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Re: [GSoC] Improving Snakes on a Tor

One thing I would really like help with is compiling a list of reasons for which nodes have been given the BadExit flag.

Hi John. Here's a couple more past discussions concerning bad exits:
JustaNode (ssl mitm?) - http://www.mail-archive.com/or-talk@xxxxxxxxxxxxx/msg11540.html
spacecowboy (content injection?) - http://www.mail-archive.com/or-talk@xxxxxxxxxxxxx/msg10998.html

There's currently four relays marked as a bad exit according to http://torstatus.blutmagie.de

Misconfiguration - http://archives.seul.org/or/relays/Apr-2010/msg00108.html

networkcc958ca / netwroke421d2a
Not really sure why... kinda weird since it's not configured to be an exit anyway (Reject */*)

Misconfiguration (DNS)

Cheers! -Damian

On Sun, May 16, 2010 at 9:26 PM, John M. Schanck <jms07@xxxxxxxxxxxxx> wrote:
Hash: RIPEMD160

On Sat, May 15, 2010 at 11:58:44PM -0400, Roger Dingledine wrote:
> On Sat, May 15, 2010 at 06:37:54PM -0700, Damian Johnson wrote:
> > Hmmm... so we aren't interested in having a clearer definition of what makes
> > up a bad exit? From the following I thought this is something we were
> > interested in John looking into:
> >
> > "On the bright side though, it's looking good that we'll be able to get a
> > google summer of code student to revive Mike Perry's "Snakes on a Tor"
> > project, and hopefully that means we will a) have some automated scans
> > looking for really obviously broken relays, and *b) build a clearer policy
> > about what counts as badexit and what doesn't, so we can react faster
> > next time.*" [0]
> Good point. I didn't mean to discourage him from working on more than
> one direction at once. I suspect that working on good clean tests
> that don't produce false positives, and setting up the infrastructure
> to automatically launch them and gather results, is something that can
> actually be clearly accomplished and finished; whereas trying to sort out
> the right balance between "subtly not working right" and "still worth
> letting ordinary users exit from" is a rat-hole that may well lead to
> madness plus no useful results. In short, it sounds like both are worth
> pursuing in parallel. :)

I definitely think both can be pursued in parallel. I've set up a blog
for documenting my progress, http://anomos.info/~john/gsoc, the most
recent post (5/17/2010) is about the goals of SoaT, and the definition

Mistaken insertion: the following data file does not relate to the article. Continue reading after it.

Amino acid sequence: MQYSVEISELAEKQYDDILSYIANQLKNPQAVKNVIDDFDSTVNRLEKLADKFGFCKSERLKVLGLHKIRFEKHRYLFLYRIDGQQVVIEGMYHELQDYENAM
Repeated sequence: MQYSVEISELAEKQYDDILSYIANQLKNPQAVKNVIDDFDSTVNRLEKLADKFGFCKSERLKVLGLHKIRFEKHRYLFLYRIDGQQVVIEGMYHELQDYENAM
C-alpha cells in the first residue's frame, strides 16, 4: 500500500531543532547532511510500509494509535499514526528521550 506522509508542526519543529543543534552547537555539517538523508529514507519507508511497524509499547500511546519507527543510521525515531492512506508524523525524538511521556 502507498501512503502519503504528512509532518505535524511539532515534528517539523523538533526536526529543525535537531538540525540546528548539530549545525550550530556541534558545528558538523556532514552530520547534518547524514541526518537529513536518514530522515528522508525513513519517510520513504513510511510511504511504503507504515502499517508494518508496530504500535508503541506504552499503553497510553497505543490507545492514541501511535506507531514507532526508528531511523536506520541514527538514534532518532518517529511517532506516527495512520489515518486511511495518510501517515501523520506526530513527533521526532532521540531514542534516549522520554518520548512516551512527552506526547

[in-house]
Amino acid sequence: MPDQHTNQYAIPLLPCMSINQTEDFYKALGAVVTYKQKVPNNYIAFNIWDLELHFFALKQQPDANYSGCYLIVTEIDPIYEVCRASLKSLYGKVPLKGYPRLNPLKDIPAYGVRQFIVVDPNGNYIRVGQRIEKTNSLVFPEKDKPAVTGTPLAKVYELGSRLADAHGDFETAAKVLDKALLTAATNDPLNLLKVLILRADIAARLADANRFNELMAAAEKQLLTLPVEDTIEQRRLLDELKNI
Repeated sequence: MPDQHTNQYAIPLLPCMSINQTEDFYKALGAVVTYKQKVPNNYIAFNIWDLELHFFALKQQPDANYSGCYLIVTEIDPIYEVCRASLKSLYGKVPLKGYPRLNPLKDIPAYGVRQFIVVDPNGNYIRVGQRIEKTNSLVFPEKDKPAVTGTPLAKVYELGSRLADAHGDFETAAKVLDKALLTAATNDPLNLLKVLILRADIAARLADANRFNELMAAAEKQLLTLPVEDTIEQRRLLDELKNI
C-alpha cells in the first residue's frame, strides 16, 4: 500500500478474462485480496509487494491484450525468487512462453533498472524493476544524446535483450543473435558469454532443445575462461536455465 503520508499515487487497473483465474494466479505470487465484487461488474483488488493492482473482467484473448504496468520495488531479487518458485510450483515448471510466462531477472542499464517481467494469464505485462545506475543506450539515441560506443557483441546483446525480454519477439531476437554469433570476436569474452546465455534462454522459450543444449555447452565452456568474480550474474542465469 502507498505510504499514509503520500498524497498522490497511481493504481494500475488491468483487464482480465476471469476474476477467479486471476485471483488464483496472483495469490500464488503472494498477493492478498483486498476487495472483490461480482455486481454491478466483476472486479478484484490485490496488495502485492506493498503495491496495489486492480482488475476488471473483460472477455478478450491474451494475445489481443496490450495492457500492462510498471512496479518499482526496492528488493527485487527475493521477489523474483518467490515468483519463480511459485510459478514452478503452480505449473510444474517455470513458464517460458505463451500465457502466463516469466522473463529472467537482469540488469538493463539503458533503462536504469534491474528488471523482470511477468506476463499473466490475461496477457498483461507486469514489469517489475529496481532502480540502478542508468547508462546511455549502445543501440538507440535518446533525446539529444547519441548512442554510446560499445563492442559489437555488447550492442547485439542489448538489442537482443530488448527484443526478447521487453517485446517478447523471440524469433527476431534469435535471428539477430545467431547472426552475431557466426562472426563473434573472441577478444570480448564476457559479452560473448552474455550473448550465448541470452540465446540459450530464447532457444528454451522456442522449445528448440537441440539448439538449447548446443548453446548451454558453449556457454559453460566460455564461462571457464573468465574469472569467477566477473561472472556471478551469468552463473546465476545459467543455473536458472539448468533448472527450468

of BadExit. One thing I would really like help with is compiling a
list of reasons for which nodes have been given the BadExit flag.
I've collected information on seven cases where a BadExit flag was
given, or suggested, but I'm sure there are others.

> > This strikes me as something very easy he could do to both:
> > 1. start integrating with the community more (all the gsoc students have
> > been very quiet so far, hence I'm trying to encourage him to spark a
> > discussion on or-talk)
Had to finish up finals ;-)
> > 2. it'll provide ideas of things that SoaT can look for later for both
> > misconfigured and malicious exits
> >
> > I agree that we should try and either fix or find safe ways of using bad
> > exits, and that using SoaT to try and protect the network from all the evils
> > exit relays can dish at us is an arms race we'd lose. However, for many of
> > the nastier active attacks like sslstrip I don't see why we should be waving
> > the white flag right away. Cheers! -Damian
> Yep. Is there a list somewhere of what active attacks SoaT would like
> to defend against, and how to do each of the corresponding tests? I
> remember Mike originally designed SoaT to have a "secret" config file,
> so bad guys couldn't learn what the tests are.
> https://svn.torproject.org/svn/torflow/trunk/NetworkScanners/ExitAuthority/README.ExitScanning
> https://svn.torproject.org/svn/torflow/trunk/NetworkScanners/ExitAuthority/soat_config.py
> While I can see some reasons for doing it that way, that shouldn't stop
> us from documenting whatever we can publically.
> https://svn.torproject.org/svn/torflow/trunk/NetworkScanners/ExitAuthority/data/soat/
> should give us a few hints about what Mike was thinking.

I'm starting to build a list of the attacks SoaT should defend against;
I'm confident that we can be completely public about what those attacks
are, as well as what our defenses are - although I'd like Mike's input
on that. The secret config file you mention is less about obscuring which
tests are being run, and more about not publishing the fingerprintable
characteristics of the scanner (rates at which certain operations occur, etc).

> Once we have that list would be a good time to solicit opinions for
> what's missing from it or whether it's doing tests is a suboptimal way.

Agreed. There's a partial list on the blog now, I'll take comments there
for a few days and then bring the discussion back here to get an idea of
the relative importance of each attack and strategies for conducting the

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